Thursday, July 2, 2009

Chinese business world wants to play ball

Chinese-born businessman Kenny Huang is heading the deal, estimated to be worth more than $70 million.
Chinese investors want to cash in on the country's NBA fever with a bid to buy a 15 percent stake in the Cleveland Cavaliers.

Ganis said that if the deal goes through, it would rank as the largest international sports transaction ever made by Chinese nationals.
With his U.S.-based partner Marc Ganis, Huang founded SportsCorp China, a company that facilitates sports and sponsorship contracts between the United States and China.
"They're crazy for basketball," said the camp's founder and former Chinese national basketball player Ma Jian. "Basketball has probably become the number one most popular sport in China."
"It is a natural extension of what the NBA's efforts have been in China," Ganis said in an interview, "for Chinese investors to look not just at sponsoring the NBA, not just getting athletes as endorsers of their products, but also for them to now move into ownership of NBA franchises,

"At the end of the day, the NBA is still a league, so at some point they'll want to have a league here on the ground," says Michael Sun, managing director of sports giant IMG. "This is something that I'm sure [NBA China CEO] Ted Chan thinks about every day."

3 ways to dodge rising fees

1. Credit cards
(Money Magazine) -- Why fees are up: President Obama just signed off on major reforms. Card issuers aren't happy. They're doing everything they can to make money off you before the regs kick in next year

What you're getting socked with: Up to 3% extra for foreign goods you buy in dollars (such as a ticket on Air France). Balance-transfer fees are up too: Several issuers have raised them as high as 5%.

2. Mortgages

Why fees are up: Banks are still nervous about lending, so they're bolstering their coffers against potential defaults.

What you're getting socked with: You'll have to pay the 0.25% "adverse-market fee" that Fannie Mae and Freddie Mac have tacked onto every loan they insure. If you're refinancing and have less then 40% equity or if your credit score is below 720, expect fees of up to 3% of the value of the loan.
3. Mutual funds

Why fees are up: Talk about rubbing salt in your wounds. As assets dwindled, fund firms had to hike fees to cover their costs.

What you're getting socked with: Higher annual expense ratios. The one on American Funds Smallcap World, for example, went from 1.07% to 1.15%. Even low-fee champ Vanguard upped the cost of its U.S. Value Fund by 0.09 of a percentage point. You might also get hit with a $10 to $20 fee if your balance has slipped below the funds' required minimum.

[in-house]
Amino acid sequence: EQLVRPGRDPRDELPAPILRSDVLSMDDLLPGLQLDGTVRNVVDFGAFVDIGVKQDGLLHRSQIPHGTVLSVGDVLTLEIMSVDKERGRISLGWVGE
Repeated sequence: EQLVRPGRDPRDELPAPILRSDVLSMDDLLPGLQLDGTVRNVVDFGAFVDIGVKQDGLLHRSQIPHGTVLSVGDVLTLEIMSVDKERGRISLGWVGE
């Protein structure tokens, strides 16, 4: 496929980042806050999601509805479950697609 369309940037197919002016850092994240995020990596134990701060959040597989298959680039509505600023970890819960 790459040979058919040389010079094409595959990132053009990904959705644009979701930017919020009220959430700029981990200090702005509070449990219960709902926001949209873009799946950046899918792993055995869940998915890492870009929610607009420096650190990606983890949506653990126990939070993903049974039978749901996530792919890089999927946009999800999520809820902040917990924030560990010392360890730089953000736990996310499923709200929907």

What you can do: Don't love the fund? Ditch it. After all, if it's in a taxable account, you can write off your losses. Then replace it with a similar fund that's cheaper too.

Wednesday, April 29, 2009

Stock Trader Network

You can make money trading stocks; you can lose money trading stocks. You can make more money leveraging stocks; you can lose more money leveraging stocks. Be very careful. Always start with a very small amount of money when beginning to trade. As you learn and you feel more comfortable with it, you can trade larger amounts. But definitely start with very little until you get the hang of it. Better safe than sorry. Better slow to start, than broke at the finish line.

Below you will find various programs that can assist you. Check them out are try one you feel comfortable with. If you don't like it, definitely get a refund before the guarantee expires.

Most of the web pages below will offer you an additional discount when you try to leave the site. If you like the program, try to leave the site and see if it offers you a discount. If not, it may give you a popup window for something else. If it does, just click "Continue" and it should let you immediately exit the site.


Trading foreign exchange on margin carries a high level of risk and may not be suitable for all investors. The high degree of leverage can work against you as well as for you. Before deciding to trade foreign exchange you should carefully consider your investment objectives, level of experience and risk appetite. The possibility exists that you could sustain a loss of some or all of your initial investment and therefore you should not invest money that you cannot afford to lose. You should be aware of all the risks associated with foreign exchange trading and seek advice from an independent financial advisor if you have any doubts.

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